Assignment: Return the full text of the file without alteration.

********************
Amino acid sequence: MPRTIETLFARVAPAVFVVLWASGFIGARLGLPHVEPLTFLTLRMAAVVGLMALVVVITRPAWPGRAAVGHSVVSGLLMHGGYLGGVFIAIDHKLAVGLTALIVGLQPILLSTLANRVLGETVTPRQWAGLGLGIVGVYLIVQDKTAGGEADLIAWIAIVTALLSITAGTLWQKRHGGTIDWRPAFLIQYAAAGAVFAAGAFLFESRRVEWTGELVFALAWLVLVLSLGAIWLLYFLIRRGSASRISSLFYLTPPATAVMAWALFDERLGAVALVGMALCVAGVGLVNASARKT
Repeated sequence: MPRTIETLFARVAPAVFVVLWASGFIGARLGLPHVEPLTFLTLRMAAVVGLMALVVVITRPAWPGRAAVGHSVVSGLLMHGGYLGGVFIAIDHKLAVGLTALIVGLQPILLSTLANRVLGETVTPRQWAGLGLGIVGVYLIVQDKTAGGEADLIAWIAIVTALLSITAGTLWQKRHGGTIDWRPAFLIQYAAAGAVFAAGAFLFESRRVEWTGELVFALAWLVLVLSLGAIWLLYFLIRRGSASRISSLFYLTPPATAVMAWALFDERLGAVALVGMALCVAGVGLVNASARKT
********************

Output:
Amino acid sequence: MPRTIETLFARVAPAVFVVLWASGFIGARLGLPHVEPLTFLTLRMAAVVGLMALVVVITRPAWPGRAAVGHSVVSGLLMHGGYLGGVFIAIDHKLAVGLTALIVGLQPILLSTLANRVLGETVTPRQWAGLGLGIVGVYLIVQDKTAGGEADLIAWIAIVTALLSITAGTLWQKRHGGTIDWRPAFLIQYAAAGAVFAAGAFLFESRRVEWTGELVFALAWLVLVLSLGAIWLLYFLIRRGSASRISSLFYLTPPATAVMAWALFDERLGAVALVGMALCVAGVGLVNASARKT
Repeated sequence: MPRTIETLFARVAPAVFVVLWASGFIGARLGLPHVEPLTFLTLRMAAVVGLMALVVVITRPAWPGRAAVGHSVVSGLLMHGGYLGGVFIAIDHKLAVGLTALIVGLQPILLSTLANRVLGETVTPRQWAGLGLGIVGVYLIVQDKTAGGEADLIAWIAIVTALLSITAGTLWQKRHGGTIDWRPAFLIQYAAAGAVFAAGAFLFESRRVEWTGELVFALAWLVLVLSLGAIWLLYFLIRRGSASRISSLFYLTPPATAVMAWALFDERLGAVALVGMALCVAGVGLVNASARKT